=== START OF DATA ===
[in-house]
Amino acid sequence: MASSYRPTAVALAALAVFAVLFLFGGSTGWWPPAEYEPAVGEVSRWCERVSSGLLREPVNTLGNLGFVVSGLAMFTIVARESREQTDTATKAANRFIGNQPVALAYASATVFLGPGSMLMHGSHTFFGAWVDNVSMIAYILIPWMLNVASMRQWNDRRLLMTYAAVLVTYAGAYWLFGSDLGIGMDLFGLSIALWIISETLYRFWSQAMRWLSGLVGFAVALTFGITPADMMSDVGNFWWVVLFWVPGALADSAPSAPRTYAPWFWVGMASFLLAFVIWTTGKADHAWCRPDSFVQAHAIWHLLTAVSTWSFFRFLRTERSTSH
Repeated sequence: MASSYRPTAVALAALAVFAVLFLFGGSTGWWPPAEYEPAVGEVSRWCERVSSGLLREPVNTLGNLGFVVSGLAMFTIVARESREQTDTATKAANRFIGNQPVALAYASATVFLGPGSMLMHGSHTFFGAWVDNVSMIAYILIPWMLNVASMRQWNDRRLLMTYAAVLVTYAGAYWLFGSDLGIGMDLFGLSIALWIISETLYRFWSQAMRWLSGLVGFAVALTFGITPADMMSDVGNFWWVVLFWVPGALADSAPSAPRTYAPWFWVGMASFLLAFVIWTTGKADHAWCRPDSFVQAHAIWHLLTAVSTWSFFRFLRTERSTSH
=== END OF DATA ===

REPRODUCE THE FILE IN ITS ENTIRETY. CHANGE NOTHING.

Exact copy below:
[in-house]
Amino acid sequence: MASSYRPTAVALAALAVFAVLFLFGGSTGWWPPAEYEPAVGEVSRWCERVSSGLLREPVNTLGNLGFVVSGLAMFTIVARESREQTDTATKAANRFIGNQPVALAYASATVFLGPGSMLMHGSHTFFGAWVDNVSMIAYILIPWMLNVASMRQWNDRRLLMTYAAVLVTYAGAYWLFGSDLGIGMDLFGLSIALWIISETLYRFWSQAMRWLSGLVGFAVALTFGITPADMMSDVGNFWWVVLFWVPGALADSAPSAPRTYAPWFWVGMASFLLAFVIWTTGKADHAWCRPDSFVQAHAIWHLLTAVSTWSFFRFLRTERSTSH
Repeated sequence: MASSYRPTAVALAALAVFAVLFLFGGSTGWWPPAEYEPAVGEVSRWCERVSSGLLREPVNTLGNLGFVVSGLAMFTIVARESREQTDTATKAANRFIGNQPVALAYASATVFLGPGSMLMHGSHTFFGAWVDNVSMIAYILIPWMLNVASMRQWNDRRLLMTYAAVLVTYAGAYWLFGSDLGIGMDLFGLSIALWIISETLYRFWSQAMRWLSGLVGFAVALTFGITPADMMSDVGNFWWVVLFWVPGALADSAPSAPRTYAPWFWVGMASFLLAFVIWTTGKADHAWCRPDSFVQAHAIWHLLTAVSTWSFFRFLRTERSTSH